Besides the radical new interface, one of the bigger features of Internet Explorer 9 is its “do not track” feature. At the name suggests, it lets you decide, either manually or by subscribing to a pre-compiled list, which sites you exclude from tracking your Web browsing. So if you visit a site that employs a third-party ad service that tracks your every move—why is that necessary?—you can enable the anti-tracking feature. Try to track me now, jerks! The point is, it’s a handy feature, and it’s one that’s poised to gain greater acceptance.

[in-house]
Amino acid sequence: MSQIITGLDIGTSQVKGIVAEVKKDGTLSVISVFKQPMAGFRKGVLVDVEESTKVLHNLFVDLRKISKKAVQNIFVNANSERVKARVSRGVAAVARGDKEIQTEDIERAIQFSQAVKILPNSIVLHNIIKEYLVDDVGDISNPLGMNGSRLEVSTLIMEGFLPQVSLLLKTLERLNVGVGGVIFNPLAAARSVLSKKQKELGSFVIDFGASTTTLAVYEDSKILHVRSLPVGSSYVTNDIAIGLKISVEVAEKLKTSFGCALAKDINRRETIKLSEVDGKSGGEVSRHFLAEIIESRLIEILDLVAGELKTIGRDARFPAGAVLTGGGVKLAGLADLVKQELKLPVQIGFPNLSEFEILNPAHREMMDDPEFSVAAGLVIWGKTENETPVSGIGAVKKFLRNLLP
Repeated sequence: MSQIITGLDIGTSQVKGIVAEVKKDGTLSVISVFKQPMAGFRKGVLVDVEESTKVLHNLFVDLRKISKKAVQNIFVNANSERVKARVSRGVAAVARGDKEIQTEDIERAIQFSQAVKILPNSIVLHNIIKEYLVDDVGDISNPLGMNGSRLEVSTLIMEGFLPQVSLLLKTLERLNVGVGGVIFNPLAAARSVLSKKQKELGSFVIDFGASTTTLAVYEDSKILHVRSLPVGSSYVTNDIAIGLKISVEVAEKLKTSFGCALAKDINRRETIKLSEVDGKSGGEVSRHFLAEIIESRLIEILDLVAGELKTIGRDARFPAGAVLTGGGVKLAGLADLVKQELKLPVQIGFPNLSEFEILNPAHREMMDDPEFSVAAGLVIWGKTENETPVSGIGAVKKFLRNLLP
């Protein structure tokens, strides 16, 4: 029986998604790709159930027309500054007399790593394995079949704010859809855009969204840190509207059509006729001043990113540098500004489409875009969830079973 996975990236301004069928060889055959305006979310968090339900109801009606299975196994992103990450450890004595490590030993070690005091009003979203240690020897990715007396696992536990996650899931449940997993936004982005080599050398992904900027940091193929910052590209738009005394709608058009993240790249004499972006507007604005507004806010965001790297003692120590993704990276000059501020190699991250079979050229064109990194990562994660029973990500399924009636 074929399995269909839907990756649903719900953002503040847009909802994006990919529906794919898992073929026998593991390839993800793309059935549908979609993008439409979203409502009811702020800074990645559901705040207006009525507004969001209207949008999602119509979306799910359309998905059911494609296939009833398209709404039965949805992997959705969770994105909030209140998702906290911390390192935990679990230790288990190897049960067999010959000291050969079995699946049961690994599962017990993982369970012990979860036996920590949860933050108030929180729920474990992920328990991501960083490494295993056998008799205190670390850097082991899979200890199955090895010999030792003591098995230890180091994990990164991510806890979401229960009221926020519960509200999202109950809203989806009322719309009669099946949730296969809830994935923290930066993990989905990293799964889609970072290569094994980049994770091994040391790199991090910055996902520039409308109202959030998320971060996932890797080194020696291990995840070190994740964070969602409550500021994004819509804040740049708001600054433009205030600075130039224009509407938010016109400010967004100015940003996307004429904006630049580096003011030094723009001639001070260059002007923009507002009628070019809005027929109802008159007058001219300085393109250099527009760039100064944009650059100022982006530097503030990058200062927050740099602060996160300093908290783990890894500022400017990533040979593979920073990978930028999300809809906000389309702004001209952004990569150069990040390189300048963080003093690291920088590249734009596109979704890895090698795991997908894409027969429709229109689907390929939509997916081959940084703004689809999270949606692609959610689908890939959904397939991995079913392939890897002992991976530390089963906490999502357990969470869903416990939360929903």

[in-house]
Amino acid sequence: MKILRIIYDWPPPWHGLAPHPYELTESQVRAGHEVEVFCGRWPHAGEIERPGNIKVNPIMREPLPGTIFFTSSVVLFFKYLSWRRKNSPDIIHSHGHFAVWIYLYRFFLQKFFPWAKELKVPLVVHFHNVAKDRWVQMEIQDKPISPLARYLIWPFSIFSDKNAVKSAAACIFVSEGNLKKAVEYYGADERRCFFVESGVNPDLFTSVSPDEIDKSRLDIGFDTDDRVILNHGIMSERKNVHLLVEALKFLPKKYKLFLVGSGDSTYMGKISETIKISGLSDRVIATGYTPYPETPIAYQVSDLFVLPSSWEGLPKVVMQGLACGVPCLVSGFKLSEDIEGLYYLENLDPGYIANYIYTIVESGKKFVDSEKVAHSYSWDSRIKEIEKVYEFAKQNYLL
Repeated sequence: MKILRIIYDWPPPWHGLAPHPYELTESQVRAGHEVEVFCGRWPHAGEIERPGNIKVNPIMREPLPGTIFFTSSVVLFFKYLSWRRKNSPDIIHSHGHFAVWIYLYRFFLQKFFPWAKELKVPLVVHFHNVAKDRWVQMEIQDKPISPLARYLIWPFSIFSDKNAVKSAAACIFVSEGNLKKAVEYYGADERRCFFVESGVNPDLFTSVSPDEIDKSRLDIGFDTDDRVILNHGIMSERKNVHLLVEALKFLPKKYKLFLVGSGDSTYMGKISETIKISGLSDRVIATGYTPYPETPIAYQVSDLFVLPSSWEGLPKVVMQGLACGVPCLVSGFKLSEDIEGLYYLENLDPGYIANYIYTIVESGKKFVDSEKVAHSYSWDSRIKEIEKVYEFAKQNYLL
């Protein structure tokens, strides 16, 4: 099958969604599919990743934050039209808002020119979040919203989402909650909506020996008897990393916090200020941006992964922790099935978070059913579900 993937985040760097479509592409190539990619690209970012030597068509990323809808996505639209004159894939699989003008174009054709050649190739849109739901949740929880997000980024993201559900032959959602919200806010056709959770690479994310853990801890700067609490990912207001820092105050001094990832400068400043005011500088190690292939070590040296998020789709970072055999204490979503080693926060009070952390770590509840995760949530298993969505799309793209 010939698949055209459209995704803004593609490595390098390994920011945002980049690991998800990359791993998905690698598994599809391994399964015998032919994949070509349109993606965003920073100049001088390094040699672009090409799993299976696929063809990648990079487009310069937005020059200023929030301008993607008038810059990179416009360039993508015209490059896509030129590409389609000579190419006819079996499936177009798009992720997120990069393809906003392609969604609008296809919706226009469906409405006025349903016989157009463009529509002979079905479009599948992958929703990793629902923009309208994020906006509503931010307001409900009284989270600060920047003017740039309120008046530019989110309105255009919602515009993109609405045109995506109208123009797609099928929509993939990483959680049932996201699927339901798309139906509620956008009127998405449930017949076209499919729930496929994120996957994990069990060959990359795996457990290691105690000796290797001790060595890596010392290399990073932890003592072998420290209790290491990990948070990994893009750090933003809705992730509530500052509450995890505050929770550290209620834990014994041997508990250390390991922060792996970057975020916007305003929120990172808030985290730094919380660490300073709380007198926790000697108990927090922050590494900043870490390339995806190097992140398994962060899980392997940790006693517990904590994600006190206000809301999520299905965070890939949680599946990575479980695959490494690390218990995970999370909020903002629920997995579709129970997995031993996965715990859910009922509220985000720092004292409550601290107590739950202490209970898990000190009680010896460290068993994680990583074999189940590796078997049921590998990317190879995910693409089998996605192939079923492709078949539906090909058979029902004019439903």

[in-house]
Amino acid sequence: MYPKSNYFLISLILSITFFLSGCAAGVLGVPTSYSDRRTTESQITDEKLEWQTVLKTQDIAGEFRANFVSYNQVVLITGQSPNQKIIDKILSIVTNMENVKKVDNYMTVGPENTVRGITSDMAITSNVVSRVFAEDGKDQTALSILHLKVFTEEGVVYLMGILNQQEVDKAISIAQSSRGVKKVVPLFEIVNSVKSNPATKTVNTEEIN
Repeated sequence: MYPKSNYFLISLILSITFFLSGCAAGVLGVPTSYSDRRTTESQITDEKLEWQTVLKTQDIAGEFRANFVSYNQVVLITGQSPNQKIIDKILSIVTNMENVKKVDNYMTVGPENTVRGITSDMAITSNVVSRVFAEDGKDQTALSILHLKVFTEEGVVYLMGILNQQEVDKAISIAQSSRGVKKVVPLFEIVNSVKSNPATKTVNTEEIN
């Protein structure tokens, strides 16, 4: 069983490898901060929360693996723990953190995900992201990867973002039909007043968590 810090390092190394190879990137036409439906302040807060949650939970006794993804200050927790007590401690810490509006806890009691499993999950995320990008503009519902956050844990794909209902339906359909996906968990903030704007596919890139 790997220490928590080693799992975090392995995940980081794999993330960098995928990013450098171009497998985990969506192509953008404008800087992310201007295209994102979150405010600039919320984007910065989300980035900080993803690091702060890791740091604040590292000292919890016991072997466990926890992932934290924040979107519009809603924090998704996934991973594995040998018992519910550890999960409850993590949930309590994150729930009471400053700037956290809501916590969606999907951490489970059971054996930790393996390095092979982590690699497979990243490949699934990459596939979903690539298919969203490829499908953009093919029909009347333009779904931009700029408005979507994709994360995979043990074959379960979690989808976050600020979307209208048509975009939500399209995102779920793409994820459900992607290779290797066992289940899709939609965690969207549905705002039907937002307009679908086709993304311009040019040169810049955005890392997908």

The World Wide Web Consortium (W3C) says that it has approved Microsoft’s set of privacy features for broader adoption. What, exactly, did Microsoft submit?
The filter list contains parts of third-party URIs that a browser may access automatically when referenced within a web page that a user deliberately visits. Rules in a filter list may change the way the user agent handles third-party content. By limiting the calls to these websites and blocking resources from other web pages, the filter list limits the information other sites can collect about a user.
The W3C will host a fun and exciting workshop on April 28 and 29 where employees will be on hand to further detail the new privacy details.